“In relation to particulars 1, 2 and 3 the Panel considered that these actions were capable of remedy. The evidence that remedial action had been taken was however insufficient to support a finding that her conduct had been wholly remedied. There was no evidence of a course or any training addressed at the specific elements exposed by her misconduct. There had been no piece of reflective writing presented which would show she had understood fully the potential impact her actions could have had. Further, there was limited insight into the potential impact her actions could have had. She had identified the potential for clinical harm to Patient A arising out of her actions however she had no insight into the impact her actions had on other professionals, her employer, her profession and the wider public. The Panel therefore concluded that on the personal component the Registrant’s fitness to practise remained impaired. The Panel was particularly concerned that the Registrant had not appreciated that there was a significant professional boundary between taking bloods and testing them and the clinical analysis and interpretation of those test results by a duly qualified clinical practitioner.”
When considering an appropriate sanction that Panel considered that:
“…the Registrant had gone some way to developing insight into her conduct. In particular she had immediately acknowledged her wrongdoing and had been able to articulate the threats and risks she had exposed herself, and Patient A, to through her misconduct.
A Conditions of Practice Order would provide the Registrant with the opportunity and the time to develop fully her insight into her actions, an ability which the Panel believes the Registrant possesses. She has been on maternity leave since August 2014 and in addition has had to face the challenges posed by her Mother’s death and her Father’s continued ill health. The Panel noted that those circumstances had, to date, limited the Registrant’s ability to remedy fully her behaviour.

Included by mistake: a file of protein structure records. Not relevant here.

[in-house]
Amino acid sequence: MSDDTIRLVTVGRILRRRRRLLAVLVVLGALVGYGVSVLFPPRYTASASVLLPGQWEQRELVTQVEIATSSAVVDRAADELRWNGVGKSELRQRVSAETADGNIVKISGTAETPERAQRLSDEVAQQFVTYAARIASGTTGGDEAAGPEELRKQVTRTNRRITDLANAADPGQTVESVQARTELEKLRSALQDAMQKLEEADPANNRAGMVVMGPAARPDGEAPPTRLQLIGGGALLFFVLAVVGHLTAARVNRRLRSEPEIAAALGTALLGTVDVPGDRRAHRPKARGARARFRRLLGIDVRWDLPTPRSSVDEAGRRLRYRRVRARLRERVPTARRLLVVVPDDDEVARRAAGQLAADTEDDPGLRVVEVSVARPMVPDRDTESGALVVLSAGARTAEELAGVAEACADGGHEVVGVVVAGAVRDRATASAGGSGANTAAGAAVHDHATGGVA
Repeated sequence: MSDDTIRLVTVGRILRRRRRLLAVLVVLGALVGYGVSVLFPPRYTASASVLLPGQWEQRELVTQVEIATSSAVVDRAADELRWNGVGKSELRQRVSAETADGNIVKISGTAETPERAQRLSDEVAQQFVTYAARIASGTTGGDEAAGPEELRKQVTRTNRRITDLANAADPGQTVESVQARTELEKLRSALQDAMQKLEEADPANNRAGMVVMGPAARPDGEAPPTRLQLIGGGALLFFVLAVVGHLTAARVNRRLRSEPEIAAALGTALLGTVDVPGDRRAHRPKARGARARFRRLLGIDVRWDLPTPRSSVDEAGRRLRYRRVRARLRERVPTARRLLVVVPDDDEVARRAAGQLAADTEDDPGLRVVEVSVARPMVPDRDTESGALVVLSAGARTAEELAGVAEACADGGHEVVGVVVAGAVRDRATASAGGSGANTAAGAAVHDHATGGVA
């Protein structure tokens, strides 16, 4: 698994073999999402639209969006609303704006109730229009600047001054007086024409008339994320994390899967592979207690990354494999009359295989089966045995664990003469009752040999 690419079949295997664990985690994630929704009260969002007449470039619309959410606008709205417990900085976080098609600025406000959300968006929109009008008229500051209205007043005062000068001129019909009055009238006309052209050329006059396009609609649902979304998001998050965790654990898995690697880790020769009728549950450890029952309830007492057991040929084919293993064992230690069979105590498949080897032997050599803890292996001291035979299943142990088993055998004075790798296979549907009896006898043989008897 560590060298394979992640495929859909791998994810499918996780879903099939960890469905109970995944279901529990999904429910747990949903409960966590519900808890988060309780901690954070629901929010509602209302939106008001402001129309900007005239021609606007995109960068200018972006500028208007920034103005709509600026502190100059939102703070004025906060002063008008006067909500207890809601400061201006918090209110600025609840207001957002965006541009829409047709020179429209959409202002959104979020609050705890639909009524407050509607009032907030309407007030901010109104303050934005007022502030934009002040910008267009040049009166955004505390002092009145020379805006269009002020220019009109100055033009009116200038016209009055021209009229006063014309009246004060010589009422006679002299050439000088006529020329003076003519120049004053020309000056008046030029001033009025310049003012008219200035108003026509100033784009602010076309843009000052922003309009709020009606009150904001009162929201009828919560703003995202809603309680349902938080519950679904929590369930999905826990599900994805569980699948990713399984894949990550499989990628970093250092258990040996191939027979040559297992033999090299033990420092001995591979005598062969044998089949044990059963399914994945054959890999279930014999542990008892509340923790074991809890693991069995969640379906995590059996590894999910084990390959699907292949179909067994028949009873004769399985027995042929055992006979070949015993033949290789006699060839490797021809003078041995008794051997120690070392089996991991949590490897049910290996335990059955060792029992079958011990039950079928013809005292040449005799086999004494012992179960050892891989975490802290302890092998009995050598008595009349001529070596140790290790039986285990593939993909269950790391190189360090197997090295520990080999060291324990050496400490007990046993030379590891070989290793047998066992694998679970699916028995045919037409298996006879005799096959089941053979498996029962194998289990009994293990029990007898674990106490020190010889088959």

Although it is difficult to demonstrate that dishonesty has been remedied, in this case the Panel accepts that the Registrant’s real remorse is genuine and coupled with development of further insight makes the likelihood of repetition remote. Conditions of Practice would allow further time for the Registrant to demonstrate that she continues to be an honest and trustworthy member of her profession”.
14. The Registrant gave oral evidence to the Panel. She explained the work pattern that she has undertaken since the substantive decision was made. She confirmed that she would never behave in the manner that she has done in the past and had “learnt her lesson”.
15. The Registrant has from the outset of the HCPC’s investigations accepted that her conduct fell below acceptable standards of a registered Biomedical Scientist. The Panel gave careful consideration to the Registrant’s evidence during which she displayed a high level of insight as to the impact of her misconduct on service users, her employer and the reputation of the profession.
16. The Panel was impressed with the Registrant’s reflective statement, and her compliance with the conditions. It is apparent from her oral evidence that she has developed a full understanding as to the need to act with integrity, uphold proper professional standards and maintain public confidence in the profession. The Registrant also demonstrated an understanding of the professional boundary between taking bloods, testing them and clinical analysis. The documentation before the Panel demonstrates the Registrant’s sustained efforts in maintaining her insight.
17. The Panel has taken into account the public interest which includes protection of patients, maintenance of public confidence in the profession and declaring and upholding standards. It considers, given the Registrant’s level of insight and the ongoing support from her employer, that there is a minimal risk of repetition of the misconduct that was identified by the substantive Panel considering this case. The Panel noted that the misconduct in this case took place over a very short period of time and has to be seen against the background of the Registrant’s previous unblemished character and her good behaviour since the events in question. The Panel consider therefore, that the risk of repetition is negligible. The Panel also considered that the wider public interest in this case has been satisfied by the Registrant’s compliance with the Conditions of Practise Order.
18. The Panel has therefore concluded that the Registrant’s fitness to practise is not currently impaired.
No notes available
History of Hearings for Miss Janelyn Manong
|Date||Panel||Hearing type||Outcomes / Status|
|19/08/2016||Conduct and Competence Committee||Review Hearing||No further action|
|01/09/2015||Conduct and Competence Committee||Final Hearing||Conditions of Practice|